Unexplained Wealth Orders – the story continues

National Crime Agency v (1) Andrew Baker, (2) Villa Magna Foundation (3) Manrick Private Foundation (4) Alderton Investments Limited (5) Tropicana Assets Foundation [2020]

Unexplained Wealth Orders (UWOs) first hit the press in 2018 following the salacious spending spree of Zamaria Hajiyeva, the first (and successful) target of a UWO. While UWOs are robust tools to crack down on white-collar crime, we counselled in our 2018 article that this power must be used proportionately by enforcement agencies and that this proportionality would be key to the future success of UWOs.

A recent ruling from the High Court dismissing the National Crime Agency’s (NCA) request to pursue UWOs against three properties totalling more than £80 million serves as a helpful reminder of this.

UWOS – a recap

UWOs compel a respondent to explain the origins of their funds if their assets seem disproportionate to their known income and if they are suspected of involvement with criminality. If the respondent fails to offer a satisfactory explanation or provides inadequate evidence, the asset will be deemed “recoverable property” for the purposes of a civil recovery under the Proceeds of Crime Act 2002.

Crucially, enforcement agencies can pursue UWOs before any civil or criminal proceedings have been initiated. In fact, the association to criminality is all that is required and there is no need for the subject of a UWO to have been convicted of an offence, either civil or criminal.

This makes them very powerful tools indeed.

National Crime Agency v (1) Andrew Baker, (2) Villa Magna Foundation (3) Manrick Private Foundation (4) Alderton Investments Limited (5) Tropicana Assets Foundation [2020]

The NCA challenged the family of a Kazakhstani former President to explain the source of funds used to purchase properties in different parts of London. The properties were ultimately owned by the family of Rakhat Aliyev, a Kazakhstan national who died in prison in Austria in February 2015. The NCA suspected that these properties were purchased with the proceeds of crime committed by Rakhat Aliyev.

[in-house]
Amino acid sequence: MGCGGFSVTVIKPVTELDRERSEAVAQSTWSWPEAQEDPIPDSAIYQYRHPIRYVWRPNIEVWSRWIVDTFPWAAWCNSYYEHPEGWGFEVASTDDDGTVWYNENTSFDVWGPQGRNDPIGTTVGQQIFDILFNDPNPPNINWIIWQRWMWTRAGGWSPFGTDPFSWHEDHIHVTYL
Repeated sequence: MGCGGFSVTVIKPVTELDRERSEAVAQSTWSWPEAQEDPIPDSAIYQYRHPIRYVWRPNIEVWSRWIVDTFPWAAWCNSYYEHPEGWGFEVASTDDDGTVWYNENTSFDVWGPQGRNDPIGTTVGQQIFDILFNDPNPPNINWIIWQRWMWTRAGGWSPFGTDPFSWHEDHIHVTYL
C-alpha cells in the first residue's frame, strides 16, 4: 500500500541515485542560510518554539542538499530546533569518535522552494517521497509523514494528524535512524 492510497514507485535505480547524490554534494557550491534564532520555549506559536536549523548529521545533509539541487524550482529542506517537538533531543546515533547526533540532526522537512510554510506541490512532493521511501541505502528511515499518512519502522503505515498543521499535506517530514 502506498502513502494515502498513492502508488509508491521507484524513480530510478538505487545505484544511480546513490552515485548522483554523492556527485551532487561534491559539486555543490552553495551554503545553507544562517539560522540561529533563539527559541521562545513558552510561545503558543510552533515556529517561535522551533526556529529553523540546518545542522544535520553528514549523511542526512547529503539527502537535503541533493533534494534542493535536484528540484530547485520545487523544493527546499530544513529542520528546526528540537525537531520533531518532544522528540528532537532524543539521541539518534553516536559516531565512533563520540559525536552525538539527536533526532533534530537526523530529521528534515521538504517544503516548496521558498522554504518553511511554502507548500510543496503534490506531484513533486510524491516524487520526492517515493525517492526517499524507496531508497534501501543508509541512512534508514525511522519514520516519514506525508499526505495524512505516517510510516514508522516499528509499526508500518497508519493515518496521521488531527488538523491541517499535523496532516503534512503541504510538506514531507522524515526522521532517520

The UWOs were initially granted at a without notice hearing. Despite the respondents and the ultimate beneficial owners volunteering extensive information about the purchase and transfer of the properties to offshore companies, the NCA continued to pursue the UWOs and insisted compliance with the terms of the order. The respondents subsequently applied for the discharge of the UWOs at a return on notice application.

The denouement came on 8 April 2020 with Mrs Justice Lang’s judgment dismissing the NCA’s application for the UWOs. Mrs Justice Lang determined that the NCA’s evidence was “unreliable” and “rebutted by cogent evidence” provided by the respondents. The NCA had failed to prove that ill begotten assets had been used for the acquisition of the properties. Conversely, the respondents had little to no contact with Mr Aliyev and were sufficiently affluent in their own right to fund the purchases.

The NCA intend to appeal the decision.


The potential challenges to UWOs are manifold, even when they are used proportionately. Without notice hearings are breeding grounds for appeals and a lack of clear guidance on “reasonable suspicion” and “politically exposed person” only compounds the issues.

This means that applications for UWOs must be beyond reproach and predicated on wholly inscrutable investigations. Only then can enforcement agencies hold respondents (and their offshore corporate vehicles) to account.

Turning to the future success of this tool, we can only hope that the eagerness of enforcement agencies to secure such orders will not undermine the potential of this incredibly useful instrument to tackle the inflow of dirty money to the United Kingdom.

Related item: Unexplained Wealth Orders – a solution to dirty money or a way to muddy the waters?

Read other items in Commercial Brief - September 2020